Objective: To quantitatively examine the dynamics of molecular alterations involved in dermal remodeling after carbon dioxide (CO(2)) laser resurfacing of photodamaged human skin.
Design: Serial in vivo biochemical analyses after laser therapy.
Setting: Academic referral center, Department of Dermatology, University of Michigan, Ann Arbor. Subjects Volunteer sample of 28 adults, 48 to 76 years old, with clinically evident photodamage of the forearms. Intervention Focal CO(2) laser resurfacing of photodamaged forearms and serial biopsies at baseline and various times after treatment.
Main outcome measures: Reverse transcriptase real-time polymerase chain reaction technology and immunohistochemistry were used to assess levels of type I and type III procollagens; matrix metalloproteinases (MMPs) 1, 3, 9, and 13; tropoelastin; fibrillin; primary cytokines interleukin 1beta and tumor necrosis factor alpha; and profibrotic cytokine transforming growth factor beta1.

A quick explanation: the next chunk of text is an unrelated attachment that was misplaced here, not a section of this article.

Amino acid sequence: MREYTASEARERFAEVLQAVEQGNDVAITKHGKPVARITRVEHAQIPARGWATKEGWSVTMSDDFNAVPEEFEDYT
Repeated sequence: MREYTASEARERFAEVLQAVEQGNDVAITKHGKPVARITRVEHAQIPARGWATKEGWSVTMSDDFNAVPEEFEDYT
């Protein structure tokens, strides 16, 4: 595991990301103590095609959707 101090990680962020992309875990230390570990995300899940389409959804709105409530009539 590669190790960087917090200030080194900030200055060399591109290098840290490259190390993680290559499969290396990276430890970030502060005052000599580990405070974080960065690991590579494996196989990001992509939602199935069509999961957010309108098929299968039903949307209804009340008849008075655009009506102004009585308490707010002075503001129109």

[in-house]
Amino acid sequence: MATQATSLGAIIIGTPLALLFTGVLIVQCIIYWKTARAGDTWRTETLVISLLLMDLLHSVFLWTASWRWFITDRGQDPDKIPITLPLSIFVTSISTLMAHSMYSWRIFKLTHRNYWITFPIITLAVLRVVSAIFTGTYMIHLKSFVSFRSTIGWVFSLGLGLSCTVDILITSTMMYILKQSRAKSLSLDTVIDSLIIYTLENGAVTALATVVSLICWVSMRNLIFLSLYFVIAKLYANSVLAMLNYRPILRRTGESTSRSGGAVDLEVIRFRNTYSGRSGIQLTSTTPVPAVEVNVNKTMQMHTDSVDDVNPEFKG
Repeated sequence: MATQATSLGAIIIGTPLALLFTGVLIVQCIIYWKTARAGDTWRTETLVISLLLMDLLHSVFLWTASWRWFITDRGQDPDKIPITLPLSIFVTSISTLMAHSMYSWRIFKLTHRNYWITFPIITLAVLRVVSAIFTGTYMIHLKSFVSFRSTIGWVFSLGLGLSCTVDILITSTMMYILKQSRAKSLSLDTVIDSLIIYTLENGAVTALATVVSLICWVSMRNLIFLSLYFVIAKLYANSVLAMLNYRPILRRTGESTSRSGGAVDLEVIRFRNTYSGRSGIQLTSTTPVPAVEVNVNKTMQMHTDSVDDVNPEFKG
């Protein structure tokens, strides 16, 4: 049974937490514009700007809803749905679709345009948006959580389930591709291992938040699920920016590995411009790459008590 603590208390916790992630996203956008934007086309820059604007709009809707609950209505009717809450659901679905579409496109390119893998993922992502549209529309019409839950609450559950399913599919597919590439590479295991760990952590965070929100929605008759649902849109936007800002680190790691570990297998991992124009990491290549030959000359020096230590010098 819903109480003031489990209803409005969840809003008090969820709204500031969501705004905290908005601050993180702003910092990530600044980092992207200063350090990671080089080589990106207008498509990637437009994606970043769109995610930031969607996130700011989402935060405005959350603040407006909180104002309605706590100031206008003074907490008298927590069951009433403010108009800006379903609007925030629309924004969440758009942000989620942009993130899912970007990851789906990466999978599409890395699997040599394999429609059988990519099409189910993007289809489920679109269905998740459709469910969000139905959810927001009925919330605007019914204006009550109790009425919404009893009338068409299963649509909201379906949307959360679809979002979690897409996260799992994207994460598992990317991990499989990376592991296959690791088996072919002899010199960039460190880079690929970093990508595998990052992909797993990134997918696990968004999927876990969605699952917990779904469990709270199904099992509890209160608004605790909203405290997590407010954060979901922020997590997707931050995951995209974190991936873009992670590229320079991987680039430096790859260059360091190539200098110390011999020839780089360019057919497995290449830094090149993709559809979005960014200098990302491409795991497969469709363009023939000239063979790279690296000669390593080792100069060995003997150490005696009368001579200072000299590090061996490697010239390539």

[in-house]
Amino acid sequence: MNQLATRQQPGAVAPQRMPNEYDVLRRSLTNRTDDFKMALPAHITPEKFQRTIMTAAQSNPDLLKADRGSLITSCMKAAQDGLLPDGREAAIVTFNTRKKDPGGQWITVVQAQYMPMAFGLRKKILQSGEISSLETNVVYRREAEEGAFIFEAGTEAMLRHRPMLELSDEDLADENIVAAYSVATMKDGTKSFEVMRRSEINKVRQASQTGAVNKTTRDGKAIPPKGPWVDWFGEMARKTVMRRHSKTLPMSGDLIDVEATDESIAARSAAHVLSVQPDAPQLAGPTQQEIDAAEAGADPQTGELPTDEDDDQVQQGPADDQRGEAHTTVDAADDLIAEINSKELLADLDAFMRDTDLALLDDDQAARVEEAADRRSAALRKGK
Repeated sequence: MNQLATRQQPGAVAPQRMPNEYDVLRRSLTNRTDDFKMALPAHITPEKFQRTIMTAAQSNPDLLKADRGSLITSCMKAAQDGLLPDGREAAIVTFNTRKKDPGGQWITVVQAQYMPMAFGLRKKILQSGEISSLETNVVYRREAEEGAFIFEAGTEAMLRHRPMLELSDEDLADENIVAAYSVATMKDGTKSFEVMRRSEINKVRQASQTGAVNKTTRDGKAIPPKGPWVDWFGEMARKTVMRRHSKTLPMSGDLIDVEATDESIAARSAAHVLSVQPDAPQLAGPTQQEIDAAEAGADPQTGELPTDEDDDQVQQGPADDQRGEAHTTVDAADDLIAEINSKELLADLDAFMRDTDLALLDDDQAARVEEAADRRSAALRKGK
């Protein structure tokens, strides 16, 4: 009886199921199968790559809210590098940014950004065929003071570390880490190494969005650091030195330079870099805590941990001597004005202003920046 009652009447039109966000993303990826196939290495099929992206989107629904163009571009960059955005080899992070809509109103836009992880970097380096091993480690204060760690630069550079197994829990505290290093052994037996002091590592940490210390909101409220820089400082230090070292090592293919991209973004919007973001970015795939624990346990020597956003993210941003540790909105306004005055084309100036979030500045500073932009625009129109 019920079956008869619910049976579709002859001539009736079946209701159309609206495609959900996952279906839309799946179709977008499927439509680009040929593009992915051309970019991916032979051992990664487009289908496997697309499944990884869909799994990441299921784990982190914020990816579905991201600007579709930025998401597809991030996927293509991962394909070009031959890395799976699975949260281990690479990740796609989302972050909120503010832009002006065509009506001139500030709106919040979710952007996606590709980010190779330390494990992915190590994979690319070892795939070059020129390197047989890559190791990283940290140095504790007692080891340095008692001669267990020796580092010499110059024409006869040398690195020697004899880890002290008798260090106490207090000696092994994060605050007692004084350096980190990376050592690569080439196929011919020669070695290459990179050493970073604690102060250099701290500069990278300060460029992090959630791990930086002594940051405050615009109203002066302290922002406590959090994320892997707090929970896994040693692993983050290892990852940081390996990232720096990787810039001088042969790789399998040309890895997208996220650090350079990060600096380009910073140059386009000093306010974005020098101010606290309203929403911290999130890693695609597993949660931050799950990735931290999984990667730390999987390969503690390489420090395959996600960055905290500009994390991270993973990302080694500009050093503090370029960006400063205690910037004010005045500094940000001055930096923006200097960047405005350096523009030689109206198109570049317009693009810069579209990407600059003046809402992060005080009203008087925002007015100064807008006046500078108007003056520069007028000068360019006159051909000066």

Results: Production of type I procollagen and type III procollagen messenger RNA peaked at 7.5 and 8.9 times baseline levels, respectively, 21 days after treatment and remained elevated for at least 6 months. Increases in messenger RNA levels of several cytokines (interleukin 1beta, tumor necrosis factor alpha, and transforming growth factor beta1) preceded and/or accompanied changes in collagen levels. Marked increases in messenger RNA levels of MMP-1 (39 130-fold), MMP-3 (1041-fold), MMP-9 (75-fold), and MMP-13 (767-fold) were noted. Levels of fibrillin and tropoelastin rose in a delayed fashion several weeks after treatment.
Conclusions: The biochemical changes seen after CO(2) laser resurfacing proceed through a well-organized and highly reproducible wound healing response that results in marked alterations in dermal structure. These quantitative changes may serve as a means for comparison as other therapeutic modalities meant to improve the appearance of photodamaged skin are evaluated.